I want to run R Shiny on AWS using Docker. Here’s how to do it.

In part 2, I’ll demonstrate how to get a custom domain and make the URL look clean.

Useful background reading

If you’re already comfortable with Docker, skip to the next section.

  1. Great Simple tutorial on using Docker and Flask: Short and sweet.
  2. Docker for Beginners: Verbose and lengthy. Excellent introduction. Walks you through all the jargon. Well written. Teaches how to use AWS.
  3. Using Docker and Shiny: This person builds their own Shiny image on top of base R. Teaches you how to publish an R Shiny docker app without using DockerHub. Doesn’t teach AWS integration.
  4. rocker/shiny on DockerHub: a pre-defined Docker image that runs Shiny directly.
  5. stackoverflow on how to use rocker/shiny: Misses a few key concepts, which I’ll clarify.
  6. copy vs add on docker: fyi
  7. launching google cloud with shiny docker
  8. launching shiny apps on aws - Ger Inberg

Test Docker Locally

Piecing these readings together, I realized that rocker/shiny is all you need to launch a Shiny app. (If you need to install your own packages, you’ll need to create your own Dockerfile/image. But for a very basic app, rocker/shiny is all you need.) These steps might not work with your work’s proxy. How to launch a Shiny app using Docker:

  • Download Docker for Mac.
  • package your R shiny app into a folder, let’s call it /app
  • cd into the directory above where /app lives. E.g., cd into somedir.
  • Run the following command: docker run --rm -p 3838:3838 -v $PWD/app:/srv/shiny-server/ -v $PWD/log/shinylog/:/var/log/shiny-server/ rocker/shiny
  • Go to localhost:3838 in your browser and see your app. Have fun!
  • Stop your container: docker kill $(docker ps -q)
  • Your directory somedir will now have a new log file:

What the command is doing

Let’s break down this command:

docker run --rm -p 3838:3838 -v $PWD/app:/srv/shiny-server/ -v $PWD/log/shinylog/:/var/log/shiny-server/ rocker/shiny
  • docker run ... rocker/shiny will pull the rocker/shiny image from Dockerhub and launch it.
  • -rm will tear down the image after the instances is destroyed, making the image temporary.
  • -p 3838:3838 will expose the Docker port 3838 to your localhost:3838.
  • -v $PWD/app:/srv/shiny-server/ will mount your directory app (that’s in your present working directory) to Docker’s directory /srv/shiny-server/.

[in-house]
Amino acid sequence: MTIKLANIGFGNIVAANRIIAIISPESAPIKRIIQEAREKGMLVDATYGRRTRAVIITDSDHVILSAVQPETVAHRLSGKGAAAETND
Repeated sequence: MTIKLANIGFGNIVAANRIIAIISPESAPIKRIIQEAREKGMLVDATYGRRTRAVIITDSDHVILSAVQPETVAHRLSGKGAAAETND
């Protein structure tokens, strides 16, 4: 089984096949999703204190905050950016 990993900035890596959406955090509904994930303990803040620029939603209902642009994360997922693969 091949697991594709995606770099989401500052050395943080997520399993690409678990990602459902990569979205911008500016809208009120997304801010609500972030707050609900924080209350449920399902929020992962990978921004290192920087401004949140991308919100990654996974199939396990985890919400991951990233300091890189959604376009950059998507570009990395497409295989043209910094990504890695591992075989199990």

• -v $PWD/log/shinylog/:/var/log/shiny-server/ will create a new directory called /log/shinylog in your present working directory and mount it to Docker’s /var/log/shiny-server. This will enable log files to be read back to your host directory that are being created inside of Docker as you interact with the app.

I chose to use Docker’s mounting in this example. If you don’t mount, you could copy the app into the Docker image using a Dockerfile. Mounting lets Docker read directly from the host OS. If you choose not to mount and instead copy /app into the Docker image, then you could just package the entire Docker image up to Dockerhub. See this tutorial on how to do that.

Multiple apps on same docker container

If you change the mount to $PWD/app:/srv/shiny-server/app, as in the following:

docker run --rm -p 3838:3838 -v $PWD/app:/srv/shiny-server/app -v $PWD/log/shinylog/:/var/log/shiny-server/ rocker/shiny

Then when you go to localhost:3838 you’ll see the Shiny Server landing page. Then you can travel to localhost:3838/app to see your app live. Adding mounts would allow you to have multiple apps in the same Docker container.


  1. Create Ubuntu AWS instance as listed in step 1 here: TowardsDataScience. I did ubuntu image.
  2. ssh in using pem key, following instnrucitons here. Basically, ssh -i /path/to/key.pem ubuntu@PUBLICDNS ec2-18-111-123-123.us-east-2.compute.amazonaws.com
  3. sudo -i
  4. snap install docker
  5. docker pull rocker/shiny (takes a few minutes)
  6. mkdir app
  7. vim app/app.R and copy in your app. (Git clone it, upload, stp, whatever. Just get your app into the ~/app/ folder. Get your data where it needs to be, too.)
  8. sudo docker run --rm -p 3838:3838 -v $PWD/app:/srv/shiny-server/app -v $PWD/log/shinylog/:/var/log/shiny-server/ rocker/shiny

Now go to ec2-18-111-123-123.us-east-2.compute.amazonaws.com:3838/app to view your app. That’s it!

Here I have mine hosted at 443 (not 3838), which I’ll explore in part 2.

Next: For tips on how to convert that beastly URL into a custom domain (and hide the 3838 port number), see part 2.